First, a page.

Scientific American Book...

Scientific American Book...

Post by Christopher McKinst » Tue, 03 Jan 1995 00:21:18



Anyone remember a book of science projects put out by scientific american? It
was about 1000 pages long and had an article on building a high power rocket
that used powdered aluminum as fuel?

I can't seam to find that book. Anyone know what I'm talking about?


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Scientific American Book...

Post by Xiaoyi Eve Zhan » Tue, 03 Jan 1995 07:15:53


The book was called _The Amateur Scientist_, after the monthly (now
usually bi-monthly) column. The propellant was zinc and sulphur, though,
not aluminum. There wasn't a whole lot of information in that article,
though it is an exciting thing to read if you share our mentality 'round
these parts.

It was a *SUPER* neat book all around. There was a way of making an
extremely accurate clock out of an electric clock, and a quartz crystal
oscillator. The assembly took up all the space on a medium-size table.
These days it fits on your wrist :-)

There was a way of measuring atmospheric potential by dropping beads of
mercury over a short distance.

There was a way of testing the aerodynamic characteristics of plastic
airplane models by putting spots of dye on their wings, and letting them
sink to the bottom of a full bathtub.

I used to own this book, but I can't find it anymore. Try your public
library. It's in the Carnegie library here in Pittsburgh.

Regards,

-Larry C.

 
 
 

Scientific American Book...

Post by jack.. » Tue, 03 Jan 1995 11:00:06


Quote:

>Anyone remember a book of science projects put out by scientific american? It
>was about 1000 pages long and had an article on building a high power rocket
>that used powdered aluminum as fuel?

>I can't seam to find that book. Anyone know what I'm talking about?

That would be THE AMATEUR SCIENTIST by C.L. Strong, Simon and
Schuster , 1960.
With those wonderful illustrations by Roger Hayward.
(Gee now that I look at my copy I had forgotten it was published as long
ago as 1960! Too bad C.L. Strong did not collect more of his stuff , I
am sure he had that column for many years more.)
 
 
 

Scientific American Book...

Post by Jim of » Tue, 03 Jan 1995 14:25:24


-Anyone remember a book of science projects put out by scientific
american? It
-was about 1000 pages long and had an article on building a high power
rocket
-that used powdered aluminum as fuel?

Sure do - I've looked at it a bunch of times. Most libraries will have a
copy in the general science section. I don't remember the exact title, but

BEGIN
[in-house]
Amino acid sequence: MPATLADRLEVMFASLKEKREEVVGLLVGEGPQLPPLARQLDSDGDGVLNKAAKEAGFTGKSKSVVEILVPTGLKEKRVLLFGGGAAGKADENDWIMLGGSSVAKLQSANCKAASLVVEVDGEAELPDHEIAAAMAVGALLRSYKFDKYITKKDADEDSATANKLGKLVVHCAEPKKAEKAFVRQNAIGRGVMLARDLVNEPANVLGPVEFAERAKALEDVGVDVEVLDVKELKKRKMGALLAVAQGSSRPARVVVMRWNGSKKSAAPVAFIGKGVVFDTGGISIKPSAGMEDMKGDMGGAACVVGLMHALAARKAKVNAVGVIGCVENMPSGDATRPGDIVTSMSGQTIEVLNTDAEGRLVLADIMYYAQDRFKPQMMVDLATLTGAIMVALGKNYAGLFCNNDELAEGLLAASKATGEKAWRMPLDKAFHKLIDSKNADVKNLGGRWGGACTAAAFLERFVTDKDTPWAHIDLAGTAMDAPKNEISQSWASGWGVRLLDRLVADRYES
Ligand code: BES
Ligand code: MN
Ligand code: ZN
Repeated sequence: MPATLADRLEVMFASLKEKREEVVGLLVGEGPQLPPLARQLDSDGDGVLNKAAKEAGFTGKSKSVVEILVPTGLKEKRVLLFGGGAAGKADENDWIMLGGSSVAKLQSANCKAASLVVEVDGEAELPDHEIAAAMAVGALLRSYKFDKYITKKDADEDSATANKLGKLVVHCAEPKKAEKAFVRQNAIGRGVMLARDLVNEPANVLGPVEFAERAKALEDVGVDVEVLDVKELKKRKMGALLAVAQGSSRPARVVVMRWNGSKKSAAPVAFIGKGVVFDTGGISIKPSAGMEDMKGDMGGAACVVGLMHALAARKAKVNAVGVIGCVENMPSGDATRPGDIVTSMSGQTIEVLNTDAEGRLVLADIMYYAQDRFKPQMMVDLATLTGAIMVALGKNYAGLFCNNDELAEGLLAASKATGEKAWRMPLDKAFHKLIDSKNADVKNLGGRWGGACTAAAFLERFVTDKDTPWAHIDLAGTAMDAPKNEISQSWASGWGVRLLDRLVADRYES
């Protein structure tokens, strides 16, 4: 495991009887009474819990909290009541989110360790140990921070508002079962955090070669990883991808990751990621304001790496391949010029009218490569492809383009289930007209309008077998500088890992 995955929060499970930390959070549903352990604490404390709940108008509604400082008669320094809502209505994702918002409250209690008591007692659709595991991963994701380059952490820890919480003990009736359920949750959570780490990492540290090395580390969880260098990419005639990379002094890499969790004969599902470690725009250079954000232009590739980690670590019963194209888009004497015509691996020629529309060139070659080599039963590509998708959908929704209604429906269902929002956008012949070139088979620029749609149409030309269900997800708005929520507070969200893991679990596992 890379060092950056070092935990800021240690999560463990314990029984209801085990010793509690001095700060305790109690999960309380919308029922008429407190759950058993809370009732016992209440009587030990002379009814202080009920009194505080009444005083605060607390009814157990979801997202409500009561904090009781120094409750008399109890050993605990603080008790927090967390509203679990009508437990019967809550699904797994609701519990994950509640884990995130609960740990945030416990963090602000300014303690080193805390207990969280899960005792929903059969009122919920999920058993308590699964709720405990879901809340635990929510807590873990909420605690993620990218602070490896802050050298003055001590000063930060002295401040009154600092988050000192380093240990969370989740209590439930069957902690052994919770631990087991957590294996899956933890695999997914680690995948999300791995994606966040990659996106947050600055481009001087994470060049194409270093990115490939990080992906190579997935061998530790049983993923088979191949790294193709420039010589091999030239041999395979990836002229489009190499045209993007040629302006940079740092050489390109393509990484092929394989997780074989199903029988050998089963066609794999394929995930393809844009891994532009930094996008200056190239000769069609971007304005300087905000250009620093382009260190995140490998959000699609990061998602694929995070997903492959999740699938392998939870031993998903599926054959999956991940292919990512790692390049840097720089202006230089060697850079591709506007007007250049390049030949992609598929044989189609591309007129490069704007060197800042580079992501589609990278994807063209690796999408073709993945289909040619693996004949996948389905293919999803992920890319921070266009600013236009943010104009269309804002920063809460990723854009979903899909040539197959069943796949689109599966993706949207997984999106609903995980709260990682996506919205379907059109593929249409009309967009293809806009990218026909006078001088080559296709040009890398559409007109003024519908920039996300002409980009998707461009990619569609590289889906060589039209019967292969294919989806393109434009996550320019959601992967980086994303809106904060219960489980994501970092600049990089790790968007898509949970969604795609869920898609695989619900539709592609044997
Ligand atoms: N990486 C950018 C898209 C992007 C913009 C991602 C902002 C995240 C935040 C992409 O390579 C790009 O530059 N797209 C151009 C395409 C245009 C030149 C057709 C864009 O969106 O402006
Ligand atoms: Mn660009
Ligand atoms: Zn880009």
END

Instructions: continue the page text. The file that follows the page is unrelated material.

it is a smaller format book (but THICK). The rocketry portion is about
zinc/sulfur rockets and their launch.

Jim Kajpust - Personal Freedoms - California

 
 
 

Scientific American Book...

Post by Dean R. Obe » Tue, 03 Jan 1995 14:45:27



Quote:
>Anyone remember a book of science projects put out by scientific american? It
>was about 1000 pages long and had an article on building a high power rocket
>that used powdered aluminum as fuel?

>I can't seam to find that book. Anyone know what I'm talking about?

  I believe the book you are looking for was called "The Amateur Scientist"
  which was published by Scientific American around 1960.  I have a copy
  somewhere.  The articles dealt with rockets constructed of aluminum
  tubing and sheet, and were fueled with powdered zinc and sulfur.  There
  is also a design for a strobe light to be enclosed in a clear plastic
  nose cone for night launches.

  There was also a paper back book put out by Washington Square Press called
  "Projects: Space" by Judith Viorst of Science Service (1962).  It contained
  similar projects.  I have a copy of this also.

  (Email me with a snail mail if you would like photocopies of any sections.)

--
(Dean R. Oberg)

 
 
 

Scientific American Book...

Post by John S. DeM » Wed, 04 Jan 1995 23:26:01


   Also interesting is "Rocket Manual for Amateurs", Bertrand Brinley (US Army
Amateur Rocket Program), Ballantine Books, 1960. I found it for 25 cents at a
used booksale. Mostly zink/sulfur rocketry, but has a good bibliography to go
hunt for period books. It even shows you how to do mercury-switch staging,
make a spring accellerometer, and telemetry data with an encoding wheel. ;-)
--